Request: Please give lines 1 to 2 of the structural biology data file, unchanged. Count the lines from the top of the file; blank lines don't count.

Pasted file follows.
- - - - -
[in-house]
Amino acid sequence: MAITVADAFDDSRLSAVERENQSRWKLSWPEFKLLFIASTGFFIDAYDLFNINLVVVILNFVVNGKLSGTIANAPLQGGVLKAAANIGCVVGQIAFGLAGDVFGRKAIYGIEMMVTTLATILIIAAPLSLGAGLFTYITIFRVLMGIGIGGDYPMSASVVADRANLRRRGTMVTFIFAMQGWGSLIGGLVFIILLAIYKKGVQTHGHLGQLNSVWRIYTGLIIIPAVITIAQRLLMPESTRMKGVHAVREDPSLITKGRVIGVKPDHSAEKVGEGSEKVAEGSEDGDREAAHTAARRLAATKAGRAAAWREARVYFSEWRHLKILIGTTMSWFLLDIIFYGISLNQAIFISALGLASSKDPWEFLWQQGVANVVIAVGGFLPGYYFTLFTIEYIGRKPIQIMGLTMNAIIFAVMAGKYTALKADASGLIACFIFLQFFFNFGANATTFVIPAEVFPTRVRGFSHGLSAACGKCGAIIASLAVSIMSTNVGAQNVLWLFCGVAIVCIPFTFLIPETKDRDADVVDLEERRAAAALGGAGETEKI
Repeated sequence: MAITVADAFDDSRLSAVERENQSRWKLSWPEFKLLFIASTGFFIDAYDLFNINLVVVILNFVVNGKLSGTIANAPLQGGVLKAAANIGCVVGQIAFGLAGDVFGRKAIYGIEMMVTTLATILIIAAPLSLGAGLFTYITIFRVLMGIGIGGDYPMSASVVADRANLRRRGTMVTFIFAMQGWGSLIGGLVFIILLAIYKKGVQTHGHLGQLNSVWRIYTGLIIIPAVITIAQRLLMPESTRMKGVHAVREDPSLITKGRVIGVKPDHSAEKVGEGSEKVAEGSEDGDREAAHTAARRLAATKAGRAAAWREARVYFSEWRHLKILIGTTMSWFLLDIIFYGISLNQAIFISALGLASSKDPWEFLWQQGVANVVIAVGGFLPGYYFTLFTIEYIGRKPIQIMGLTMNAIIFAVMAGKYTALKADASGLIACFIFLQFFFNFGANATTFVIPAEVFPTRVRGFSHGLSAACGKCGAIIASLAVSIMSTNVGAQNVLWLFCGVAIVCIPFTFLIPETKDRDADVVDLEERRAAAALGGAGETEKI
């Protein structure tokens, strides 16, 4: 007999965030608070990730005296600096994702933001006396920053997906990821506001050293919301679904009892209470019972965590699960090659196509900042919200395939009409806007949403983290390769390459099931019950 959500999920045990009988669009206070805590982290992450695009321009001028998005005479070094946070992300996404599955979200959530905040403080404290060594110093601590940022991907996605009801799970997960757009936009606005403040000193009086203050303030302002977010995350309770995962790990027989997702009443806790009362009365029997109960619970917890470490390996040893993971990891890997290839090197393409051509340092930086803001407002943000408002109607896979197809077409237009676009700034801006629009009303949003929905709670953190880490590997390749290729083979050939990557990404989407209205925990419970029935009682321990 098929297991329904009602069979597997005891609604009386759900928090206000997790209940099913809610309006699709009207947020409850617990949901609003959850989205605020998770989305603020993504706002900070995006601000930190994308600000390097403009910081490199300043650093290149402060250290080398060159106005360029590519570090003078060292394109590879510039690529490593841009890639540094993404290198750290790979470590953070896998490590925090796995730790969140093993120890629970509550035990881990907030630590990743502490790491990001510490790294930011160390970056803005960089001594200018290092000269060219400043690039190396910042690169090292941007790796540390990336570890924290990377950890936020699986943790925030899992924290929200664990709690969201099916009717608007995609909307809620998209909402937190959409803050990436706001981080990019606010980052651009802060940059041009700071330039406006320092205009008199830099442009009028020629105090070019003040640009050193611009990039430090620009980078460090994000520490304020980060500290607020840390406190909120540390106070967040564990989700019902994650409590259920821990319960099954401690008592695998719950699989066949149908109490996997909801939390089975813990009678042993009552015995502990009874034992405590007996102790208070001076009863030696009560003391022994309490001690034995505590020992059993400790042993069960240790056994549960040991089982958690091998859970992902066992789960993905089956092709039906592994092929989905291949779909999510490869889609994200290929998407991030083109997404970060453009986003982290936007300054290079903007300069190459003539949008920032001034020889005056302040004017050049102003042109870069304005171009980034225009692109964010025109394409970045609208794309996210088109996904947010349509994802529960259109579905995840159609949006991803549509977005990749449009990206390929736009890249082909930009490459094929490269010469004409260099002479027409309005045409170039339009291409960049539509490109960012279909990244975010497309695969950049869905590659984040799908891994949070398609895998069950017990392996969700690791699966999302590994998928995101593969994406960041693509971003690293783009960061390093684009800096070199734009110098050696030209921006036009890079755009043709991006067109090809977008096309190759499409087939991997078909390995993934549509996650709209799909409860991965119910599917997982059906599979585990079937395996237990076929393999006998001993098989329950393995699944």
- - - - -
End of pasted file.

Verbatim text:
[in-house]
Amino acid sequence: MAITVADAFDDSRLSAVERENQSRWKLSWPEFKLLFIASTGFFIDAYDLFNINLVVVILNFVVNGKLSGTIANAPLQGGVLKAAANIGCVVGQIAFGLAGDVFGRKAIYGIEMMVTTLATILIIAAPLSLGAGLFTYITIFRVLMGIGIGGDYPMSASVVADRANLRRRGTMVTFIFAMQGWGSLIGGLVFIILLAIYKKGVQTHGHLGQLNSVWRIYTGLIIIPAVITIAQRLLMPESTRMKGVHAVREDPSLITKGRVIGVKPDHSAEKVGEGSEKVAEGSEDGDREAAHTAARRLAATKAGRAAAWREARVYFSEWRHLKILIGTTMSWFLLDIIFYGISLNQAIFISALGLASSKDPWEFLWQQGVANVVIAVGGFLPGYYFTLFTIEYIGRKPIQIMGLTMNAIIFAVMAGKYTALKADASGLIACFIFLQFFFNFGANATTFVIPAEVFPTRVRGFSHGLSAACGKCGAIIASLAVSIMSTNVGAQNVLWLFCGVAIVCIPFTFLIPETKDRDADVVDLEERRAAAALGGAGETEKI